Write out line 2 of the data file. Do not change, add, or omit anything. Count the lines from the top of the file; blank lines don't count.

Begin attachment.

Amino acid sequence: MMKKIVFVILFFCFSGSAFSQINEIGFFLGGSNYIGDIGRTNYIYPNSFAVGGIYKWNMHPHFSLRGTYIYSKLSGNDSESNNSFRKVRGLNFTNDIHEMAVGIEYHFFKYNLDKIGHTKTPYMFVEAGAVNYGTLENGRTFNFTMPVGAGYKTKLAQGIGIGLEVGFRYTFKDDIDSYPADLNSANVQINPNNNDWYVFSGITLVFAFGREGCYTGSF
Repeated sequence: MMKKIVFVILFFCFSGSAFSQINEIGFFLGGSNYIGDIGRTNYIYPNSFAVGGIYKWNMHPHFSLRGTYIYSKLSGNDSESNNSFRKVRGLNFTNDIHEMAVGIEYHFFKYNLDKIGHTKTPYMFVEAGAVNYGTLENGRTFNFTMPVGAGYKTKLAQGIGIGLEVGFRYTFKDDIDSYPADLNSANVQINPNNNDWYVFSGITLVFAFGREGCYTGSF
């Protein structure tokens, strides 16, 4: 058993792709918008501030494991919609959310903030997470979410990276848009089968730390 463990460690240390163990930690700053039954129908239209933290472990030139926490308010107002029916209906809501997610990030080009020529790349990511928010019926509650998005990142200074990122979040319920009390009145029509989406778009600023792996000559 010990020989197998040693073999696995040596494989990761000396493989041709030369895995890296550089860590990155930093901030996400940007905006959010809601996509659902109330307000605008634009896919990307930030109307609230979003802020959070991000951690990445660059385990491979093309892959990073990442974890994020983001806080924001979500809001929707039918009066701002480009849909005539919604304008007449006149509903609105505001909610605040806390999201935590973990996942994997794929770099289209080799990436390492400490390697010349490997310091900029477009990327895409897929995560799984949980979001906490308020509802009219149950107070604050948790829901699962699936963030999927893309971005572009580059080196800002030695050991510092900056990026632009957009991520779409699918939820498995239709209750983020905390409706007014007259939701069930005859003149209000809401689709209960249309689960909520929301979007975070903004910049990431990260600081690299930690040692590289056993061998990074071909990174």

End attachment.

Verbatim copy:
Repeated sequence: MMKKIVFVILFFCFSGSAFSQINEIGFFLGGSNYIGDIGRTNYIYPNSFAVGGIYKWNMHPHFSLRGTYIYSKLSGNDSESNNSFRKVRGLNFTNDIHEMAVGIEYHFFKYNLDKIGHTKTPYMFVEAGAVNYGTLENGRTFNFTMPVGAGYKTKLAQGIGIGLEVGFRYTFKDDIDSYPADLNSANVQINPNNNDWYVFSGITLVFAFGREGCYTGSF